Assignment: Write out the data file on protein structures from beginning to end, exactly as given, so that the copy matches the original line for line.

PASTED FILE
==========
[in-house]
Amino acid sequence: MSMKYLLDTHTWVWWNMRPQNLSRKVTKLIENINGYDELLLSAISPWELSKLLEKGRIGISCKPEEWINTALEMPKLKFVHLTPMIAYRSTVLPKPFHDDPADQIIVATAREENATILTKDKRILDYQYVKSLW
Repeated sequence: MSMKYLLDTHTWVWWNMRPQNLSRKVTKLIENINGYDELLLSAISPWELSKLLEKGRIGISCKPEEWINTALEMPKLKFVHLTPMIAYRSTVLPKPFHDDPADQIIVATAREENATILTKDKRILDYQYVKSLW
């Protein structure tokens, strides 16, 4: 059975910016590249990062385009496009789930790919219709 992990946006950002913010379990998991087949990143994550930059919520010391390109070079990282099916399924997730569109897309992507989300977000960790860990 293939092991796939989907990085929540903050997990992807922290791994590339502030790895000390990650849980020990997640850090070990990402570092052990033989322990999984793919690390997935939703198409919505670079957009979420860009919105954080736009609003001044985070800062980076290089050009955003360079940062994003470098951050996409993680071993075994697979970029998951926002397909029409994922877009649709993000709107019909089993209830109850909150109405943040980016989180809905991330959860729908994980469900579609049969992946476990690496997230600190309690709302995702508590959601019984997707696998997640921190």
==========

[in-house]
Amino acid sequence: MSMKYLLDTHTWVWWNMRPQNLSRKVTKLIENINGYDELLLSAISPWELSKLLEKGRIGISCKPEEWINTALEMPKLKFVHLTPMIAYRSTVLPKPFHDDPADQIIVATAREENATILTKDKRILDYQYVKSLW
Repeated sequence: MSMKYLLDTHTWVWWNMRPQNLSRKVTKLIENINGYDELLLSAISPWELSKLLEKGRIGISCKPEEWINTALEMPKLKFVHLTPMIAYRSTVLPKPFHDDPADQIIVATAREENATILTKDKRILDYQYVKSLW
């Protein structure tokens, strides 16, 4: 059975910016590249990062385009496009789930790919219709 992990946006950002913010379990998991087949990143994550930059919520010391390109070079990282099916399924997730569109897309992507989300977000960790860990 293939092991796939989907990085929540903050997990992807922290791994590339502030790895000390990650849980020990997640850090070990990402570092052990033989322990999984793919690390997935939703198409919505670079957009979420860009919105954080736009609003001044985070800062980076290089050009955003360079940062994003470098951050996409993680071993075994697979970029998951926002397909029409994922877009649709993000709107019909089993209830109850909150109405943040980016989180809905991330959860729908994980469900579609049969992946476990690496997230600190309690709302995702508590959601019984997707696998997640921190």